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Here's another reason to avoid closing down national parks and monuments: They're teeming with dinosaur fossils, and some of them are right on the surface, ready to be found.
In 2009, high school student Kevin Terris was trekking through Grand Staircase-Escalante National Monument in southern Utah when something at his feet caught his eye. "At first I was interested in seeing what the initial piece of bone sticking out of the rock was," Terris told scientists. "When we exposed the skull, I was ecstatic!"
Terris had stumbled upon a nearly complete skeleton of a baby Parasaurolophus, a plant-eating dinosaur that roamed western North America around 75 million years ago. The discovery, announced Tuesday by Raymond M. Alf Museum of Paleontology in California, is the youngest and most complete fossil skeleton on record for this species of dinosaur. See 3D digital scans of the entire skeleton here.
The skeleton of the baby Parasaurolophus, nicknamed "Joe." (Raymond M. Alf Museum of Paleontology)
Using a sample of bone tissue, scientists determined that the duck-billed dinosaur, nicknamed "Joe," was less than a year old when it died, according to a study published in the open access scientific journal Peer. "Dinosaurs have yearly growth rings in their bone tissue, like trees. But we didn't see even one ring," said study coauthor Sarah Werning of Stony Brook University. "That means it grew to a quarter of adult size in less than a year." Joe, who measured six feet in length, would have grown to 25 feet in adulthood.
The discovery provides scientists with more information about Parasaurolophus's development. The dinosaur, which you may remember from a brief cameo in Jurassic Park, is most known for a long, curved bony tube on top of its skull. Scientists speculate the hollow tube was used to emit calls, like a trumpet blasting sound, for communication. Joe's skull has a small bump, the beginnings of its species signature headgear. Its smaller shape means that the baby dinosaur likely sounded like, well, a baby—its call probably was high in pitch, perhaps even squeaky, compared with its parents.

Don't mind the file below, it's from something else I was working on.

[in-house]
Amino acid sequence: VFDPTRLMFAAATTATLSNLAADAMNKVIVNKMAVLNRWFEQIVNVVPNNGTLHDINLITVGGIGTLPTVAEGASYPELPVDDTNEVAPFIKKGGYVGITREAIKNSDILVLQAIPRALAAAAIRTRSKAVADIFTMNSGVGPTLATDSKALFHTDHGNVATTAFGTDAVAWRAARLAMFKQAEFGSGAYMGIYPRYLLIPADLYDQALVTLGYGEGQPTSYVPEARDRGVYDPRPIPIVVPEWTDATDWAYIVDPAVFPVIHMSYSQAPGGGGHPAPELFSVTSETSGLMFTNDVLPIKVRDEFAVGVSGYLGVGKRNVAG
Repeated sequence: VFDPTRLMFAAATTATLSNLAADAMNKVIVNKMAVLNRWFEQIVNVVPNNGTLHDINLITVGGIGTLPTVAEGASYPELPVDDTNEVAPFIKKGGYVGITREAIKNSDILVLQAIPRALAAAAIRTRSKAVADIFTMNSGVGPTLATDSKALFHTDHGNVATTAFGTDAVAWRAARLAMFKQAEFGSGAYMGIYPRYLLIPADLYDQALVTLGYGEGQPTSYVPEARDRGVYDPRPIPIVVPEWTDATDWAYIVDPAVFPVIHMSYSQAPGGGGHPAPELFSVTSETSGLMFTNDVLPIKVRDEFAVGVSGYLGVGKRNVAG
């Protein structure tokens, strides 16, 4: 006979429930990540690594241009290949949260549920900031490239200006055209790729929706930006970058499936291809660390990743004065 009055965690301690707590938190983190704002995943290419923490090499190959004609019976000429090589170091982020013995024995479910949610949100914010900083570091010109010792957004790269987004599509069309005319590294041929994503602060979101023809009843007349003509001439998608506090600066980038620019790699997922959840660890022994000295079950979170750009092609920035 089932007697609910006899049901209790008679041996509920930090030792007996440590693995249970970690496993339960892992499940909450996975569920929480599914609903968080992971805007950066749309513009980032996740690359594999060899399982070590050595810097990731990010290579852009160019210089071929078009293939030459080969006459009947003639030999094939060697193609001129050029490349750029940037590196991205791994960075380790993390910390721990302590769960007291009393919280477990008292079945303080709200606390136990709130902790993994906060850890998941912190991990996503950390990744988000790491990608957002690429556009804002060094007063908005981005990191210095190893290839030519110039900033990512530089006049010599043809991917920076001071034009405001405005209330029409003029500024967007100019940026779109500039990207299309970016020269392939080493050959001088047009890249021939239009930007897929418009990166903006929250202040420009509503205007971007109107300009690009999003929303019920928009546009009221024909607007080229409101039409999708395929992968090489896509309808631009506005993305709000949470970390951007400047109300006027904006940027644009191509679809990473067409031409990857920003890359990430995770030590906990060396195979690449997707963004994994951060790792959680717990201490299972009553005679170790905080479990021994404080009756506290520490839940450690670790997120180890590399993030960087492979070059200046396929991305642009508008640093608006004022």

The fossil, nicknamed "Joe", was found by a high school student in Grand Staircase-Escalante National Monument in southern Utah.
"Joe" is a baby Parasaurolophus, the most complete skeleton yet known from this herbivorous tube-crested dinosaur that lived 75 million years ago.
"Joe" was less than six feet long and under a year old when it died, and would have grown to an adult measuring nearly 25 feet long.
"Joe" shows that Parasaurolophus formed its unusual headgear by expanding some of its skull bones earlier and for a longer period of time than its close relatives.
The skeleton of "Joe" is the most complete digitally-accessible dinosaur to date, with 3D models and scans of virtually every aspect of its anatomy freely available for download.
High school students were involved in the collection, study, and publication of this rare find, through the Raymond M. Alf Museum of Paleontology at The Webb Schools in Claremont, California.